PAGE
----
Vernacular newspapers such as those in Hindi, Gujarati, Oriya, Urdu, Punjabi and Chinese are also read by a minority. Kolkata has eight local FM stations: AIR Kolkata (FM Rainbow & FM Gold), Radio Mirchi (98.3 MHz), Red FM (93.5 MHz), Aamar FM (106.2 MHz), Gyan Vani (105.4 MHz), Big FM (92.7 MHz) and Power FM (107.8 MHz). The state-owned television broadcaster Doordarshan provides two free terrestrial channels, while four MSO provide a mix of Bengali, Hindi, English and other regional channels via cable.
Transport in Kolkata
Public transport is provided by the Kolkata suburban railway and the Kolkata Metro as well as by trams and buses. The suburban network is extensive and extends into the distant suburbs. The Kolkata Metro, run by the Indian Railways, is the oldest underground system in India. It runs parallel to the Hooghly and spans the north-south length of the city covering a distance of 16.45 km. Buses are the preferred mode of transport and are run by both government agencies and private operators. Kolkata is India's only remaining city to have a tram network, operated by Calcutta Tramways Company. The slow-moving tram services are restricted to certain areas of the city.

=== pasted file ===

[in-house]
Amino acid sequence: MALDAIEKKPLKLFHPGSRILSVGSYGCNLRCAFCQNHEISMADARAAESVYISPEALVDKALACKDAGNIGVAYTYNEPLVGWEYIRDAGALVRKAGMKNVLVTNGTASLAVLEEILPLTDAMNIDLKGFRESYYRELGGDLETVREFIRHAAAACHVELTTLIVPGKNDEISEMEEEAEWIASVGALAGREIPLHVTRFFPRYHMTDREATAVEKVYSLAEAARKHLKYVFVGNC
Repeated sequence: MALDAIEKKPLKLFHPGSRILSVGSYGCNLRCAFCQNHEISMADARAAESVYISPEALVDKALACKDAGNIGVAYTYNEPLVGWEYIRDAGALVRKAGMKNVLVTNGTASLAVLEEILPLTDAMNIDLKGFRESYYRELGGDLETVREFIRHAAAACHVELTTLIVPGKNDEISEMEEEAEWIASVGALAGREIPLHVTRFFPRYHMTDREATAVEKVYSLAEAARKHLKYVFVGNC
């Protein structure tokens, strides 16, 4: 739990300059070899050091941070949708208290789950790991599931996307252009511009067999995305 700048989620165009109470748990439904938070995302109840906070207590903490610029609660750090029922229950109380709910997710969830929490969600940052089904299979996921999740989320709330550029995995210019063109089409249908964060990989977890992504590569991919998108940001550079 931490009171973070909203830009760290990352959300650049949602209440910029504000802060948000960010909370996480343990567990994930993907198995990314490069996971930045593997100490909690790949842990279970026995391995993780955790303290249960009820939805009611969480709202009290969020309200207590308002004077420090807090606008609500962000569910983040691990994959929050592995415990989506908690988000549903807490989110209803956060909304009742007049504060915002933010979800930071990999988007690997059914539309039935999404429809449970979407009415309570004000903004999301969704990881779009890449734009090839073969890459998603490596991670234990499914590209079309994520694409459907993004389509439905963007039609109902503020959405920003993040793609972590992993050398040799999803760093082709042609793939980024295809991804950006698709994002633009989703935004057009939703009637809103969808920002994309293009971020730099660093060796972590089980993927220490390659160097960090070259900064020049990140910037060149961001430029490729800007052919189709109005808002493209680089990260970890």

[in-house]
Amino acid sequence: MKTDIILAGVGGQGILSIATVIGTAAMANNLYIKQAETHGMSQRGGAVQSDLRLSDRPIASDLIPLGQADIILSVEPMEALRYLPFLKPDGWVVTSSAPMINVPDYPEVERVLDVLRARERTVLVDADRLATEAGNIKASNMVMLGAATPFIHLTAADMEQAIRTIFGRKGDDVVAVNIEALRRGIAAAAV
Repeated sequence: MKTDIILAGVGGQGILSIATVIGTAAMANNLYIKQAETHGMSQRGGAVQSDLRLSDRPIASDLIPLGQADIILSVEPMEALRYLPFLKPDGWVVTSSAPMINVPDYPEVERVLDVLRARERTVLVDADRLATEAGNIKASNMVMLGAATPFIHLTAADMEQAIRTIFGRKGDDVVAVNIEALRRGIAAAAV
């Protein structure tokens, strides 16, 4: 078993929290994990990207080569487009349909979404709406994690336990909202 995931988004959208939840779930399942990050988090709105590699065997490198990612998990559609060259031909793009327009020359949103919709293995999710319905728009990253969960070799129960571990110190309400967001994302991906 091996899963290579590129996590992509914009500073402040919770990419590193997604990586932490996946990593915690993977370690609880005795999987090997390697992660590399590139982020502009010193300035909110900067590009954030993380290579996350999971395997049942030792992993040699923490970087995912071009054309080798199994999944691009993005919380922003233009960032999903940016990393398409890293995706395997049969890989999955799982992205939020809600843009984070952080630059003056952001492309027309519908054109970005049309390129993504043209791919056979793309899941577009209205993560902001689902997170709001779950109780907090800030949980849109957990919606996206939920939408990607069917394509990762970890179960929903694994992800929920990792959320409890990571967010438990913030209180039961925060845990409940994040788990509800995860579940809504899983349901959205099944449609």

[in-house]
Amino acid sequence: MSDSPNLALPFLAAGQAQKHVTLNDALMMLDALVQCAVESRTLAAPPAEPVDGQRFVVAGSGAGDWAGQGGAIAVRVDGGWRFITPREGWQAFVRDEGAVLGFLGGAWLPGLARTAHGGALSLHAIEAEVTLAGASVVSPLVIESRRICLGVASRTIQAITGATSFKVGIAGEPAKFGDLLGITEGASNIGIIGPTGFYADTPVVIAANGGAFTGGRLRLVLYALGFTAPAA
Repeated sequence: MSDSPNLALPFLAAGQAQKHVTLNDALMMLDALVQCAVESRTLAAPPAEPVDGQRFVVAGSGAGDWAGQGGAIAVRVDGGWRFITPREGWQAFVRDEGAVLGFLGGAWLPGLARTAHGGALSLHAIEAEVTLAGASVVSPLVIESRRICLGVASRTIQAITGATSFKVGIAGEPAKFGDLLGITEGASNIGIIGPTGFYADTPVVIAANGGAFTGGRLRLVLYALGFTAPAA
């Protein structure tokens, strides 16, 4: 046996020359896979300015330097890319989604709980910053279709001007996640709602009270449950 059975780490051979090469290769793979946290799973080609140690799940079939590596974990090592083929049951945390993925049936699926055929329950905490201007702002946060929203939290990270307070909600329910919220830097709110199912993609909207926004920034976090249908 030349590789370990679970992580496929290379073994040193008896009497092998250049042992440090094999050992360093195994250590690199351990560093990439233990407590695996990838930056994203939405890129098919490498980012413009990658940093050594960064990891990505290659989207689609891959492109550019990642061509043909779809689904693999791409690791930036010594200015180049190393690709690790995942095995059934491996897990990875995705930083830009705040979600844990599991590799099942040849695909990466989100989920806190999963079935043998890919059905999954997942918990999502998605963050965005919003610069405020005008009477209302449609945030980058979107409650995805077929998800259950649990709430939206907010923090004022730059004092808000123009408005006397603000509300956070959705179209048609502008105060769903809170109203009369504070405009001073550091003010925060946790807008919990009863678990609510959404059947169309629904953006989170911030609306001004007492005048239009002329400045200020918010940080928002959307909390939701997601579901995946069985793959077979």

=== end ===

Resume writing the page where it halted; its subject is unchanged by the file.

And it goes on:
Hired forms of mechanised transport include the all-yellow metered taxis, while auto rickshaws ply in specific routes. Almost all the taxis in Kolkata are Ambassadors. This is unlike most other cities where Fiats are more common. In some areas of the city, cycle rickshaws and hand-pulled rickshaws are also patronised by the public for short distances. Private owned vehicles are less in number and usage compared to other major cities.
However, the city witnessed a steady increase in the number of registered vehicles; 2002 data showed an increase of 44% over a period of seven years. The road space (matched with population density) in the city is only 6%, compared to 23% in Delhi and 17% in Mumbai, creating major traffic problems. Kolkata Metro Railway and a number of new roads and flyovers have decongested the traffic to some extent.